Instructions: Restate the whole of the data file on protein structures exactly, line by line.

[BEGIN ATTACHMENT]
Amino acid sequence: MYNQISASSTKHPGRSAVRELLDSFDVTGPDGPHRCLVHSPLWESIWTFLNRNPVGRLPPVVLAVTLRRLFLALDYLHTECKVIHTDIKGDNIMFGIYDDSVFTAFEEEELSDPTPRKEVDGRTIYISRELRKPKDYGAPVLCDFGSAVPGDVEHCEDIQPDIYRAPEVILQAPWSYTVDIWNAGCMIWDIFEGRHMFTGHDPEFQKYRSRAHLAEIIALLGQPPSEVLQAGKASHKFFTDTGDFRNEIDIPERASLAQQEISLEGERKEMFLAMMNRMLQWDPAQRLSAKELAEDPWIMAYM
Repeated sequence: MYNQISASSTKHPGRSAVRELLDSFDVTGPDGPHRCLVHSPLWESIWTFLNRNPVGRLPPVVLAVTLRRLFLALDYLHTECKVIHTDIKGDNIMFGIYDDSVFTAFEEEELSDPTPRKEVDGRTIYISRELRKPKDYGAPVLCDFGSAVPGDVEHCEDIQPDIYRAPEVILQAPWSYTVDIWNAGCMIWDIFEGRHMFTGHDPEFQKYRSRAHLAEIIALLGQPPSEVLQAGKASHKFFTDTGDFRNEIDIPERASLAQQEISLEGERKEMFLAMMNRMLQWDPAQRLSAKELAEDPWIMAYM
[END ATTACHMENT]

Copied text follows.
Amino acid sequence: MYNQISASSTKHPGRSAVRELLDSFDVTGPDGPHRCLVHSPLWESIWTFLNRNPVGRLPPVVLAVTLRRLFLALDYLHTECKVIHTDIKGDNIMFGIYDDSVFTAFEEEELSDPTPRKEVDGRTIYISRELRKPKDYGAPVLCDFGSAVPGDVEHCEDIQPDIYRAPEVILQAPWSYTVDIWNAGCMIWDIFEGRHMFTGHDPEFQKYRSRAHLAEIIALLGQPPSEVLQAGKASHKFFTDTGDFRNEIDIPERASLAQQEISLEGERKEMFLAMMNRMLQWDPAQRLSAKELAEDPWIMAYM
Repeated sequence: MYNQISASSTKHPGRSAVRELLDSFDVTGPDGPHRCLVHSPLWESIWTFLNRNPVGRLPPVVLAVTLRRLFLALDYLHTECKVIHTDIKGDNIMFGIYDDSVFTAFEEEELSDPTPRKEVDGRTIYISRELRKPKDYGAPVLCDFGSAVPGDVEHCEDIQPDIYRAPEVILQAPWSYTVDIWNAGCMIWDIFEGRHMFTGHDPEFQKYRSRAHLAEIIALLGQPPSEVLQAGKASHKFFTDTGDFRNEIDIPERASLAQQEISLEGERKEMFLAMMNRMLQWDPAQRLSAKELAEDPWIMAYM